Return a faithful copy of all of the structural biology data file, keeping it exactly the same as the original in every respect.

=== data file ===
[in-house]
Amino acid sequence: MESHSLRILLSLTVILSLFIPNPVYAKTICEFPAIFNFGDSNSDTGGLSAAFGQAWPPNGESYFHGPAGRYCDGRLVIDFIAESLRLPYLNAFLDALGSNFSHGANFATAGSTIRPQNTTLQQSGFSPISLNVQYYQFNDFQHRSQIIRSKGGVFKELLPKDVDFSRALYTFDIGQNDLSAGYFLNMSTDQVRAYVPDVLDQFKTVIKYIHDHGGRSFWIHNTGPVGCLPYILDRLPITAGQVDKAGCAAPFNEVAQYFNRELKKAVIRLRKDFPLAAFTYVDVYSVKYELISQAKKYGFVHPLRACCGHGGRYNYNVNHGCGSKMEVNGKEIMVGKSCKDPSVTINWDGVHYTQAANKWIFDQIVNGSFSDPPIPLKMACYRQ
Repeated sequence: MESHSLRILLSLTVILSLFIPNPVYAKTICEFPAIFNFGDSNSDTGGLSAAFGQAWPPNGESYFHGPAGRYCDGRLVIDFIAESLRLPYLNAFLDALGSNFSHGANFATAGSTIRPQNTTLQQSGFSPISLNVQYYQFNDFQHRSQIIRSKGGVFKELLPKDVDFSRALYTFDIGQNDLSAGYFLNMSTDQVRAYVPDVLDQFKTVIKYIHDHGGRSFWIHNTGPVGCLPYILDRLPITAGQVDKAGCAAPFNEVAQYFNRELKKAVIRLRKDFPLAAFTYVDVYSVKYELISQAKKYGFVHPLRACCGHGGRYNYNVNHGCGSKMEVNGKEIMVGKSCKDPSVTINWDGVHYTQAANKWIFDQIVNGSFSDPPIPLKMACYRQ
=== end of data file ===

[in-house]
Amino acid sequence: MESHSLRILLSLTVILSLFIPNPVYAKTICEFPAIFNFGDSNSDTGGLSAAFGQAWPPNGESYFHGPAGRYCDGRLVIDFIAESLRLPYLNAFLDALGSNFSHGANFATAGSTIRPQNTTLQQSGFSPISLNVQYYQFNDFQHRSQIIRSKGGVFKELLPKDVDFSRALYTFDIGQNDLSAGYFLNMSTDQVRAYVPDVLDQFKTVIKYIHDHGGRSFWIHNTGPVGCLPYILDRLPITAGQVDKAGCAAPFNEVAQYFNRELKKAVIRLRKDFPLAAFTYVDVYSVKYELISQAKKYGFVHPLRACCGHGGRYNYNVNHGCGSKMEVNGKEIMVGKSCKDPSVTINWDGVHYTQAANKWIFDQIVNGSFSDPPIPLKMACYRQ
Repeated sequence: MESHSLRILLSLTVILSLFIPNPVYAKTICEFPAIFNFGDSNSDTGGLSAAFGQAWPPNGESYFHGPAGRYCDGRLVIDFIAESLRLPYLNAFLDALGSNFSHGANFATAGSTIRPQNTTLQQSGFSPISLNVQYYQFNDFQHRSQIIRSKGGVFKELLPKDVDFSRALYTFDIGQNDLSAGYFLNMSTDQVRAYVPDVLDQFKTVIKYIHDHGGRSFWIHNTGPVGCLPYILDRLPITAGQVDKAGCAAPFNEVAQYFNRELKKAVIRLRKDFPLAAFTYVDVYSVKYELISQAKKYGFVHPLRACCGHGGRYNYNVNHGCGSKMEVNGKEIMVGKSCKDPSVTINWDGVHYTQAANKWIFDQIVNGSFSDPPIPLKMACYRQ